Hence, we conducted a systematic analysis of lymphocyte subsets in untreated patients with IgG4-RD. Major T cell subsets, including memory and naïve T cells, NK, and B cells were normal in patients with IgG4-RD compared to HC. Concordant with previous reports, plasmablast cell counts were higher in patients with IgG4-RD as compared to HC (17). Albeit not reaching significance, plasmablast cells were also higher in patients with IgG4-RD as compared to pSS patients. Next, in line with a previous study, there was a clear trend toward an increase of circulating CD4+Foxp3+ Tregs in IgG4-RD patients, suggesting that in such patients Treg expansion is not restricted to diseased tissues (18). Treg were also shown to be increased in blood, without reaching significance, in an independent study (19). In IgG4-RD, Treg expansion might contribute to the genesis of fibrosis through TGF-β release and to the increase of IL-10 release by PBMCs. From that perspective, IgG4-RD is different than most autoimmune diseases where Treg are commonly decreased (20).
Over-production of TH2-related cytokines (IL-4, IL-13, and IL-5) in IgG4-RD tissues has previously been reported (11) and correlates with IgE and IgG4 class switch, blood eosinophilia, and eosinophilic infiltrates that are common features of IgG4-RD (4, 11). Hence, and despite previous studies that provided conflicting results regarding the TH1/TH2 balance in PBMCs from IgG4-RD patients, it has been suggested that TH2 cells might be key players in the disease’s pathophysiology (9, 10). Yet, the central role of such cells is debated because IL-4 production upon re-stimulation has been shown to be restricted to CD4+GATA3+ T cells in patients with known atopy, suggesting that the role of TH2 responses in IgG4-RD might be confounded by concomitant allergic disease (21). The present analysis of TH1, TH2, and TH17 cells in IgG4-RD showed an increase of both TH2 and TH17 cells. Interestingly, the increase of TH2 cells in the present study was not restricted to a unique organ involvement. Moreover, only 4 out of 28 patients (16%) with IgG4-RD also complied with the definition of the European Academy of Allergy and Clinical Immunology for atopy (22). TH2 and TFH2 cell number, IgE levels, and eosinophil numbers were not significantly different between atopic and non-atopic patients (data not shown). Hence, according to our data, TH2 cell expansion in IgG4-RD patients cannot be restricted only to patients with concomitant atopy. Next, the analysis of cytokine release by PBMCs upon stimulation were in line with these findings and showed that patients with IgG4-RD produced higher amounts of IL-4 but also of IL-10 and IL-17 as compared with HC and patients with pSS. Both TH2 and Treg are thought to contribute to IL-4 and IL-10 release, but we did not expect to report on both high IL-17 levels and elevated TH17 cells. Analysis of the co-expression of intracellular IL-17 and IL-4 after stimulation in CD4+T cells showed that double positive cells were extremely rare, and therefore that the source of both cytokines were differentiated TH2 or TH17 cells (data not shown).
Extranodal germinal centers are often found in IgG4-RD tissues, and IgG4+ plasmablasts harbor somatic hypermutation (17), a process occurring during B cell differentiation in germinal centers. Because TFH are essential for germinal center formation and Ig class switch in humans and mice, they could be implicated in the pathogenesis of IgG4-RD (23). The circulating TFH compartment in human is heterogeneous based on PD1, CCR6, and CXCR3 expression (23, 24). Here, we show that the CD4+CXCR5+PD1+ TFH cells are specifically expanded in IgG4-RD. Interestingly, since only one patient presented with an increase of TFH after treatment with rituximab, expansion is reversible in patients with IgG4-RD that are efficiently treated. Expanded PD1+ TFH have been previously reported in human autoimmune diseases such as systemic lupus erythematosus, pSS, and juvenile dermatomyositis (25, 26). In the latter, both TFH2 and TFH17 are increased and correlate with plasmablast numbers and disease activity (26). In our analysis, CXCR5+PD1+ TFH cells were not expanded in untreated pSS patients but were expanded in IgG4-RD. TFH expansion was mostly related to the TFH2 CCR6−CXCR3− subset and to a lesser extent to the TFH17 CCR6+CXCR3− subset. TFH2 and TFH17 cells have been shown to efficiently induce in vitro naïve B cells to proliferate and differentiate into plasmablasts and produce all IgG subclasses, in contrast to TFH 1 (25). TFH2 specifically produces IL-4, IL-5, and IL-13, which are important cytokines for the class switching to IgE and IgG4. The expansion of TFH 2 is consistent with pathological and biological abnormalities reported in IgG4-RD patients. Our study showed that TFH2 cell numbers correlated positively with serum IgG4 (r = 0.64; p = 0.0004), IL-4 (r = 0.55; p = 0.01), and IL-10 (r = 0.49; p = 0.03) (Table 3). Moreover, an increase of the CD4+CXCR5+CD45RA− TFH and TFH 2 cells in IgG4-RD has been reported in another series of 15 patients (14). However, PD1 expression was not analyzed. The specific expansion of CXCR5+PD1+ TFH observed in our study could be related to some unique functional properties inherent to IgG4-RD’s pathogenesis. Indeed, PD1+ TFH require less activation than PD1− TFH to differentiate into functional helpers and, by opposition to PD1− TFH, PD1+ TFH express low levels of CCR7 (24). The PD1+CCR7low TFH population is required for T cells to migrate into B cell follicles (27). Thus the specific expansion of PD1+ TFH in IgG4-RD could be an important trigger to B cell activation, class switch, and plasmablast generation. Interestingly, it has been shown in rheumatoid arthritis that PD1+ TFH is maintained by plasmablasts by an IL-6-dependent positive feedback loop that should be investigated in IgG4-RD (28).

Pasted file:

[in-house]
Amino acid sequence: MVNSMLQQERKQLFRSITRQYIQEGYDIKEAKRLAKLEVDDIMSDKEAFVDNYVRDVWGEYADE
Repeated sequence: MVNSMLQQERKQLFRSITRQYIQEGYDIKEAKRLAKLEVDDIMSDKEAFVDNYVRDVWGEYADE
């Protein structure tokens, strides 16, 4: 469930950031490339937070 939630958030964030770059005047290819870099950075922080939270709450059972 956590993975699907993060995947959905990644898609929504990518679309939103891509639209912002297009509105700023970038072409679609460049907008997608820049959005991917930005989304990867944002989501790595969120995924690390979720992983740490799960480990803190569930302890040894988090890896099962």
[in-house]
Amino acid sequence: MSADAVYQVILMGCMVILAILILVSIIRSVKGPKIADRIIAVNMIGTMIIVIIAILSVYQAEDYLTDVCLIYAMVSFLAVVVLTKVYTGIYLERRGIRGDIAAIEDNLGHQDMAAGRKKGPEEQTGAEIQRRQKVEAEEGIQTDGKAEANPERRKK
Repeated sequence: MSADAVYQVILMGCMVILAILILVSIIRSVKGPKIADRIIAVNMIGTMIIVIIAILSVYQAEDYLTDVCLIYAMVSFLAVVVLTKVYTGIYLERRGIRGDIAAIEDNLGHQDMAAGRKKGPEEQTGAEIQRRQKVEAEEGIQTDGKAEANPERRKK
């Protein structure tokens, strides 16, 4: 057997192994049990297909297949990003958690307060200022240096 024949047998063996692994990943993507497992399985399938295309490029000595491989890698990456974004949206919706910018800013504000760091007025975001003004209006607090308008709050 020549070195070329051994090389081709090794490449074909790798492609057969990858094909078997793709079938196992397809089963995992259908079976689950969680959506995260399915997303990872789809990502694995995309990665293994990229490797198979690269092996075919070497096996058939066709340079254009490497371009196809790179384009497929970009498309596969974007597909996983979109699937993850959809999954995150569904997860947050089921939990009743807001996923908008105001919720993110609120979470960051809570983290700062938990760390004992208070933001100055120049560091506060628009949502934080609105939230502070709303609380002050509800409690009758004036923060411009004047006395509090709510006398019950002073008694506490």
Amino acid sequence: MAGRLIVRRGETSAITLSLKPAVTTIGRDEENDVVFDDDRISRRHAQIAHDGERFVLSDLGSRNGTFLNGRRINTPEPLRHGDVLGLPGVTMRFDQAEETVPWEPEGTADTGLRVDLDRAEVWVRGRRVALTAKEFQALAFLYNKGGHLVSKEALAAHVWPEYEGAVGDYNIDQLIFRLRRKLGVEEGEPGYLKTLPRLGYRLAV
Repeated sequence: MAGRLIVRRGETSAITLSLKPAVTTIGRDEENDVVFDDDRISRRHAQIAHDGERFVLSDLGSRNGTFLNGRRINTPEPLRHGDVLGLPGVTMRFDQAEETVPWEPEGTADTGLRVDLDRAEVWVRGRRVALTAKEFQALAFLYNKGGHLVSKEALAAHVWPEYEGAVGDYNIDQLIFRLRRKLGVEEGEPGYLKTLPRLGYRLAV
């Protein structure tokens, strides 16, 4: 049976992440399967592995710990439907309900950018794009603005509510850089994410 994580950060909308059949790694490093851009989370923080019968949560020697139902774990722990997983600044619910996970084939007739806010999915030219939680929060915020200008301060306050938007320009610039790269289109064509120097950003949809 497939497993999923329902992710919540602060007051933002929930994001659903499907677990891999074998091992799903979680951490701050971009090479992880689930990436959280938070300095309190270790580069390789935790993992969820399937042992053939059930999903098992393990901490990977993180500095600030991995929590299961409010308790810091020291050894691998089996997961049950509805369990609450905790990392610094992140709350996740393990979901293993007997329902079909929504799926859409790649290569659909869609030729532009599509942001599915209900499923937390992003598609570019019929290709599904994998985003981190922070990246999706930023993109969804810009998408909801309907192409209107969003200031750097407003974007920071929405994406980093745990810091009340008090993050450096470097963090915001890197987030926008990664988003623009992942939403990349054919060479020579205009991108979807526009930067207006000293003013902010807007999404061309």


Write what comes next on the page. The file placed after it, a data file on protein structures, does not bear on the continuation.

Table 3. Analysis of the correlation between TFH and TFH2 cell number and clinical or biological variables in patients with IgG4-RD.